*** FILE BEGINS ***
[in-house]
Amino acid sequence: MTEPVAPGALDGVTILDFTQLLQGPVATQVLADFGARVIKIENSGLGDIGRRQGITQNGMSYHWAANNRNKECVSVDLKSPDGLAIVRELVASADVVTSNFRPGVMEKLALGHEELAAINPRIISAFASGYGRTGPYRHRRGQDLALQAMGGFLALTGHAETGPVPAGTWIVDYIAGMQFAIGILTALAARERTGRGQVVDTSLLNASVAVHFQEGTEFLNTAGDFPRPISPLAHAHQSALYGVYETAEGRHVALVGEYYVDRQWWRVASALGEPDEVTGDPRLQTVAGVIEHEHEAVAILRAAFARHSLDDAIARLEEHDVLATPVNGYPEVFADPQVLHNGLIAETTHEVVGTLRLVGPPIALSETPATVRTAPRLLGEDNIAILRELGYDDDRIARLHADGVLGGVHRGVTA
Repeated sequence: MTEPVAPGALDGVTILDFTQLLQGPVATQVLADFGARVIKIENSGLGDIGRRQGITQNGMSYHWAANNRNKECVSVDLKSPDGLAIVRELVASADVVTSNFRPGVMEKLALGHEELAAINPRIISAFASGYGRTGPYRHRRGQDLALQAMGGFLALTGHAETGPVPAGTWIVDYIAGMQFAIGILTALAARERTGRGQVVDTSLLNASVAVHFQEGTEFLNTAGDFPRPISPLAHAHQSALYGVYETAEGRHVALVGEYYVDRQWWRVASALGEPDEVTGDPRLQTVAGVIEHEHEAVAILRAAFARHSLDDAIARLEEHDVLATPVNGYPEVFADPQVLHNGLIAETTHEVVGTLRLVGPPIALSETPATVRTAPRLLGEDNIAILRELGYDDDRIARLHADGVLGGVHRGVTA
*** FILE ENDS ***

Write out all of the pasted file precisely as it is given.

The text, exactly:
[in-house]
Amino acid sequence: MTEPVAPGALDGVTILDFTQLLQGPVATQVLADFGARVIKIENSGLGDIGRRQGITQNGMSYHWAANNRNKECVSVDLKSPDGLAIVRELVASADVVTSNFRPGVMEKLALGHEELAAINPRIISAFASGYGRTGPYRHRRGQDLALQAMGGFLALTGHAETGPVPAGTWIVDYIAGMQFAIGILTALAARERTGRGQVVDTSLLNASVAVHFQEGTEFLNTAGDFPRPISPLAHAHQSALYGVYETAEGRHVALVGEYYVDRQWWRVASALGEPDEVTGDPRLQTVAGVIEHEHEAVAILRAAFARHSLDDAIARLEEHDVLATPVNGYPEVFADPQVLHNGLIAETTHEVVGTLRLVGPPIALSETPATVRTAPRLLGEDNIAILRELGYDDDRIARLHADGVLGGVHRGVTA
Repeated sequence: MTEPVAPGALDGVTILDFTQLLQGPVATQVLADFGARVIKIENSGLGDIGRRQGITQNGMSYHWAANNRNKECVSVDLKSPDGLAIVRELVASADVVTSNFRPGVMEKLALGHEELAAINPRIISAFASGYGRTGPYRHRRGQDLALQAMGGFLALTGHAETGPVPAGTWIVDYIAGMQFAIGILTALAARERTGRGQVVDTSLLNASVAVHFQEGTEFLNTAGDFPRPISPLAHAHQSALYGVYETAEGRHVALVGEYYVDRQWWRVASALGEPDEVTGDPRLQTVAGVIEHEHEAVAILRAAFARHSLDDAIARLEEHDVLATPVNGYPEVFADPQVLHNGLIAETTHEVVGTLRLVGPPIALSETPATVRTAPRLLGEDNIAILRELGYDDDRIARLHADGVLGGVHRGVTA